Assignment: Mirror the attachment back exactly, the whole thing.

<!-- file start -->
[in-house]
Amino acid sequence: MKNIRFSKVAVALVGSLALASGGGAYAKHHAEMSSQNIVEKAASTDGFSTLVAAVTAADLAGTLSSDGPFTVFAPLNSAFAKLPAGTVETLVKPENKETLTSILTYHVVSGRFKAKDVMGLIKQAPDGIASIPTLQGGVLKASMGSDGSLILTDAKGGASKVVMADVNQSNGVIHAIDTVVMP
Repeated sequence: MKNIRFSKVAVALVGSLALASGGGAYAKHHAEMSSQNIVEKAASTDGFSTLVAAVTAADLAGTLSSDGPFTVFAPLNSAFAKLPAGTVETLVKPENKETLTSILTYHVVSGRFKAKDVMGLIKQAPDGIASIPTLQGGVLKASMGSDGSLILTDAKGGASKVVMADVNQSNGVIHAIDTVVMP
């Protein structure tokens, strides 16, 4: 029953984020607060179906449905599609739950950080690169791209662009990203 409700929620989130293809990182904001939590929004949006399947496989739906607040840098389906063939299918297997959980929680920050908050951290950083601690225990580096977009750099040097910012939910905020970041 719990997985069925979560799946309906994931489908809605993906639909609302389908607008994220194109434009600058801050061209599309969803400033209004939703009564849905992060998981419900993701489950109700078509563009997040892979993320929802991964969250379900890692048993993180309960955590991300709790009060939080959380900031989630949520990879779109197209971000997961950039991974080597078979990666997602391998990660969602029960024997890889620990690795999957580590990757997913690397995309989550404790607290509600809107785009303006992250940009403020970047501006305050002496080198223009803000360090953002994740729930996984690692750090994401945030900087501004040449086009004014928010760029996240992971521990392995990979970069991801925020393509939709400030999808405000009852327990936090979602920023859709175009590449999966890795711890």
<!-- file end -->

[in-house]
Amino acid sequence: MKNIRFSKVAVALVGSLALASGGGAYAKHHAEMSSQNIVEKAASTDGFSTLVAAVTAADLAGTLSSDGPFTVFAPLNSAFAKLPAGTVETLVKPENKETLTSILTYHVVSGRFKAKDVMGLIKQAPDGIASIPTLQGGVLKASMGSDGSLILTDAKGGASKVVMADVNQSNGVIHAIDTVVMP
Repeated sequence: MKNIRFSKVAVALVGSLALASGGGAYAKHHAEMSSQNIVEKAASTDGFSTLVAAVTAADLAGTLSSDGPFTVFAPLNSAFAKLPAGTVETLVKPENKETLTSILTYHVVSGRFKAKDVMGLIKQAPDGIASIPTLQGGVLKASMGSDGSLILTDAKGGASKVVMADVNQSNGVIHAIDTVVMP
């Protein structure tokens, strides 16, 4: 029953984020607060179906449905599609739950950080690169791209662009990203 409700929620989130293809990182904001939590929004949006399947496989739906607040840098389906063939299918297997959980929680920050908050951290950083601690225990580096977009750099040097910012939910905020970041 719990997985069925979560799946309906994931489908809605993906639909609302389908607008994220194109434009600058801050061209599309969803400033209004939703009564849905992060998981419900993701489950109700078509563009997040892979993320929802991964969250379900890692048993993180309960955590991300709790009060939080959380900031989630949520990879779109197209971000997961950039991974080597078979990666997602391998990660969602029960024997890889620990690795999957580590990757997913690397995309989550404790607290509600809107785009303006992250940009403020970047501006305050002496080198223009803000360090953002994740729930996984690692750090994401945030900087501004040449086009004014928010760029996240992971521990392995990979970069991801925020393509939709400030999808405000009852327990936090979602920023859709175009590449999966890795711890």